STUDIO 666 (REVIEW)
Dir. BJ McDonnell
Reviewer. Martyn Wakefield
When the Foo Fighters run dry for inspiration of their 10th album, record producer Jeff Garlin and his associate Leslie Grossman recommend a house in Encino that saw a band get brutally killed in the 90s. Not long after arriving, the group find things aren't what they appear to be an the strains of making their album takes their toll on the band.
STUDIO 666 is everything you would expect from a band centric movie but pulls no punches in delivering what it sets out to do. The dialogue is cheesy, the acting of the band is questionable (but passable - Grohl being the only actor within the band here) and the blood is voluminous. While I personally think the film should have been released in the mid 00s with the likes of THE PICK OF DESTINY (of which also became the devil) the audience appreciated the stoner humour and it was great to see a relatively big audience for such a generally small scale film at the cinema. The best thing about Studio 666 is that it finds the balance right between humour and horror as the demons and horror genuinely hit a nerve and brings more horrifying sights than most mainstream releases.
While BJ McDonnell is not my hero, he manages to run with the premise. As far as death goes, the sky is a neighbourhood with blood at the levels of Alvarez' EVIL DEAD. At times it can feel everlong as the band set up the wheels but once it learns to fly, it really does become something from nothing. Times like these need a little more fun, and all my life I've enjoyed campy horror to which this certainly makes its way not as the pretender but as a real standout for musical horror. BJ, this is the best of you and while there are a bunch of stacked actors, the supporting cast really help rope in the band, especially Jeff Marlin and Leslie Grossman but also a fantastic cameo for the producers and roadies. These days, cinema is either big budget action or soul destroying realism, here there is no shame, shame but as I should have known, is fun horror film that doesn't break boundaries but sure as hell hits you like a monkey wrench.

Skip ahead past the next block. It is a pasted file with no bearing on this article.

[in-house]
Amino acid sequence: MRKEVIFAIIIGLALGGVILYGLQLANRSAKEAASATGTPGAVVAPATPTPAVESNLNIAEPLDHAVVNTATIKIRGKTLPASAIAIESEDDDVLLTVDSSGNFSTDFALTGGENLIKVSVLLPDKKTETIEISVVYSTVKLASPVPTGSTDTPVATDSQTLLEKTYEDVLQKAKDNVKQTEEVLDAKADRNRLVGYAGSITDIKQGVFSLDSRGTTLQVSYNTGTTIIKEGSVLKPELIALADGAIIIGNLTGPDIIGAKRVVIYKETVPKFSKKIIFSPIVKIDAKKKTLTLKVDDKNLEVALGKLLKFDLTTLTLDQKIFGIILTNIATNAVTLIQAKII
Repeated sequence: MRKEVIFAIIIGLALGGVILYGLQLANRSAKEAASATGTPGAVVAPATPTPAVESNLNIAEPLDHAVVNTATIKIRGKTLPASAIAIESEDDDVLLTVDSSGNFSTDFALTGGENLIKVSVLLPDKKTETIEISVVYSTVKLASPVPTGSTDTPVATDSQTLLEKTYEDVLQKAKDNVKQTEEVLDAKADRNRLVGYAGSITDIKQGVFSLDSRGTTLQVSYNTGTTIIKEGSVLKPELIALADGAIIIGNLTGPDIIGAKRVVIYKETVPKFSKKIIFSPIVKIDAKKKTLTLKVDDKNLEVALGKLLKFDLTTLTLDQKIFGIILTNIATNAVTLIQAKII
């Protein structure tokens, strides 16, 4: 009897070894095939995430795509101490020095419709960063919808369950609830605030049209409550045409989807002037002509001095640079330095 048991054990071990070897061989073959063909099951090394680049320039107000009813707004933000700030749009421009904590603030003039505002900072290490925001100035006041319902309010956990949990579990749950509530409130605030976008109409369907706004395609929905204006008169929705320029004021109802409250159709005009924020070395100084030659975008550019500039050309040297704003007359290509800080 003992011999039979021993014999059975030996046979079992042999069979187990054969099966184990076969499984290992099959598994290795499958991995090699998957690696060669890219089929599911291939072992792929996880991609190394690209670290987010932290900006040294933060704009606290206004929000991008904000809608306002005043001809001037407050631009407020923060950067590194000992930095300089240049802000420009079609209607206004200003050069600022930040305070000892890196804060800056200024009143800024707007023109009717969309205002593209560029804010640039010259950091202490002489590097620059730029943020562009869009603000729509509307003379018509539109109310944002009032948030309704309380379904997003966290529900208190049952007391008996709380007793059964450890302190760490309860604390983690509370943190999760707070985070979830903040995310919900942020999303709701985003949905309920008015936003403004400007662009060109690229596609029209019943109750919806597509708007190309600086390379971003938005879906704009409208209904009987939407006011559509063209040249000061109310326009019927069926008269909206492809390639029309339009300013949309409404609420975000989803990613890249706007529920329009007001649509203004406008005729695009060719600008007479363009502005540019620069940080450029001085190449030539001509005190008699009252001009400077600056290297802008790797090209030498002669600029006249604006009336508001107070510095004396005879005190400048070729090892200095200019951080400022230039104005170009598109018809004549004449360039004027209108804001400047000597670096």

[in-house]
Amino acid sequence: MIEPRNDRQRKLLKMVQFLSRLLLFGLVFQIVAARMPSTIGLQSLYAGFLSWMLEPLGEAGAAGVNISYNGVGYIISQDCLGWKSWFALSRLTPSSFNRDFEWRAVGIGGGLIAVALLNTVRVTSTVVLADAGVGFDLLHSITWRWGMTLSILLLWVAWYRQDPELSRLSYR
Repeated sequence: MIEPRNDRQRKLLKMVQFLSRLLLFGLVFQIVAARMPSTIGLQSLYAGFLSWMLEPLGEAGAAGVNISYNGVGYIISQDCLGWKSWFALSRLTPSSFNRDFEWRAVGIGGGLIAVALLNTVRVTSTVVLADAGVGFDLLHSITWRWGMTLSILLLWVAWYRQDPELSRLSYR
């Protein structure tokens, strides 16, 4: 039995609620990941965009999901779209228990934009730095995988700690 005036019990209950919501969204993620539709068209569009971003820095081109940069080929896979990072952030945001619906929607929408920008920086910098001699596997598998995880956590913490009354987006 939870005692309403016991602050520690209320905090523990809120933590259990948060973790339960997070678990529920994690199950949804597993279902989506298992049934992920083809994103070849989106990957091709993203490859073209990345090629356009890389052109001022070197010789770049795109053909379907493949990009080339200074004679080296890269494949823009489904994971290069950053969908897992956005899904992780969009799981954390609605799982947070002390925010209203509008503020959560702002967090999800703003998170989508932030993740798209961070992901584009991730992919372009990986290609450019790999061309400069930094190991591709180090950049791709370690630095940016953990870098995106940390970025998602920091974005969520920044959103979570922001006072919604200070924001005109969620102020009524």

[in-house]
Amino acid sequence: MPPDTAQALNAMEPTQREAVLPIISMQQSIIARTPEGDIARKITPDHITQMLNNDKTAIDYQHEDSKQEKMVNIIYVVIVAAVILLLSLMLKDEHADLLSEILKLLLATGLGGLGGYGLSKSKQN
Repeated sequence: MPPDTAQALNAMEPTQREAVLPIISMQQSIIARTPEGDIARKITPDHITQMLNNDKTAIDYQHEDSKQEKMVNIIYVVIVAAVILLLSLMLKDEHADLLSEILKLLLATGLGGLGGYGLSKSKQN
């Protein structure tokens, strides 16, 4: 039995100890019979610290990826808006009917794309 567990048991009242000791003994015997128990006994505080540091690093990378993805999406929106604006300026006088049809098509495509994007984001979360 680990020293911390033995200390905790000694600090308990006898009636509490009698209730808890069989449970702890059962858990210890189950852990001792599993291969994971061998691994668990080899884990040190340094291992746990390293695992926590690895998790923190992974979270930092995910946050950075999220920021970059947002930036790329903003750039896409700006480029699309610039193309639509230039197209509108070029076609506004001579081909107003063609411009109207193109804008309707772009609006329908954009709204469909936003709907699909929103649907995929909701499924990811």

The film's roots in horror are laid out as THE EVIL DEAD meets DEATHGASM with a little bit of THE FOG thrown in for good measure. It makes the most of its 18 rating, a brave choice for a film marketed at music fans, but it works in the films favour as it balances on a knife edge of humour and horror. A pulsing soundtrack of heavy metal and horror synths and it's no surprise that John Carpenter (all hail) provides the opening theme and a little added bonus in the main film as well as cameos from Jerry King and SCREAM 's Jenna Ortega (who herself played a homage to Carpenter in the movie).
If you don't like Grohl and the band then this probably won't win over many new fans primarily because of the earlier tone of humour they carried with their music videos for Everlong and Learn to Fly is carried over hear but their audience are known and the band aren't about to change for mainstream (even more) success. The Song Remains The Same or Tommy this ain't but at least it's always entertaining, even in some of the earlier slower moments.
If you're a fan of the Foo Fighters and a sucker for practical effects and gory horror, then this is a solid gold hit.